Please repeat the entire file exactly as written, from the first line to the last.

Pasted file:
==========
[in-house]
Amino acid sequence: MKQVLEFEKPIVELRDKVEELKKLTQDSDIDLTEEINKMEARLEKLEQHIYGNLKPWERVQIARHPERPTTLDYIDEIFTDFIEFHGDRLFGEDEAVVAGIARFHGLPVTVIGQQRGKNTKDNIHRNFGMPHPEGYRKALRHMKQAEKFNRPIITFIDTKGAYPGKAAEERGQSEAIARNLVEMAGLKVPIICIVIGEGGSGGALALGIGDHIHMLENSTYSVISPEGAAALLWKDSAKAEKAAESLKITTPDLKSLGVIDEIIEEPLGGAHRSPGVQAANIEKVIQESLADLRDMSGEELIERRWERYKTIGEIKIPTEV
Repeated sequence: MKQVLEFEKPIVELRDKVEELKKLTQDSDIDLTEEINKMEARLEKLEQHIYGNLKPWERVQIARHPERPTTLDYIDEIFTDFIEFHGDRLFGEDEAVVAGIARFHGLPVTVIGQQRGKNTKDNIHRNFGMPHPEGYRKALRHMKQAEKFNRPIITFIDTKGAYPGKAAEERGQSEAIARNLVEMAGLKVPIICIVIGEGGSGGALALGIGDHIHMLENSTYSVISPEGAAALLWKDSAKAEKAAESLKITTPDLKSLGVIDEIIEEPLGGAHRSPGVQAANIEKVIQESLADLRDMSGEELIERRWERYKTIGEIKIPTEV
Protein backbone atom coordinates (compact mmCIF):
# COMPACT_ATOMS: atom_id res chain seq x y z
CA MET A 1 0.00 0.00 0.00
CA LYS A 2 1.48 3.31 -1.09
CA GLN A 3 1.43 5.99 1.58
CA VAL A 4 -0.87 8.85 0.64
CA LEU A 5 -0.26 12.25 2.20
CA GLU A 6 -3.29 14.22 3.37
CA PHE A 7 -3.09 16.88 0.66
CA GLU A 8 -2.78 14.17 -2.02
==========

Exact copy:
[in-house]
Amino acid sequence: MKQVLEFEKPIVELRDKVEELKKLTQDSDIDLTEEINKMEARLEKLEQHIYGNLKPWERVQIARHPERPTTLDYIDEIFTDFIEFHGDRLFGEDEAVVAGIARFHGLPVTVIGQQRGKNTKDNIHRNFGMPHPEGYRKALRHMKQAEKFNRPIITFIDTKGAYPGKAAEERGQSEAIARNLVEMAGLKVPIICIVIGEGGSGGALALGIGDHIHMLENSTYSVISPEGAAALLWKDSAKAEKAAESLKITTPDLKSLGVIDEIIEEPLGGAHRSPGVQAANIEKVIQESLADLRDMSGEELIERRWERYKTIGEIKIPTEV
Repeated sequence: MKQVLEFEKPIVELRDKVEELKKLTQDSDIDLTEEINKMEARLEKLEQHIYGNLKPWERVQIARHPERPTTLDYIDEIFTDFIEFHGDRLFGEDEAVVAGIARFHGLPVTVIGQQRGKNTKDNIHRNFGMPHPEGYRKALRHMKQAEKFNRPIITFIDTKGAYPGKAAEERGQSEAIARNLVEMAGLKVPIICIVIGEGGSGGALALGIGDHIHMLENSTYSVISPEGAAALLWKDSAKAEKAAESLKITTPDLKSLGVIDEIIEEPLGGAHRSPGVQAANIEKVIQESLADLRDMSGEELIERRWERYKTIGEIKIPTEV
Protein backbone atom coordinates (compact mmCIF):
# COMPACT_ATOMS: atom_id res chain seq x y z
CA MET A 1 0.00 0.00 0.00
CA LYS A 2 1.48 3.31 -1.09
CA GLN A 3 1.43 5.99 1.58
CA VAL A 4 -0.87 8.85 0.64
CA LEU A 5 -0.26 12.25 2.20
CA GLU A 6 -3.29 14.22 3.37
CA PHE A 7 -3.09 16.88 0.66
CA GLU A 8 -2.78 14.17 -2.02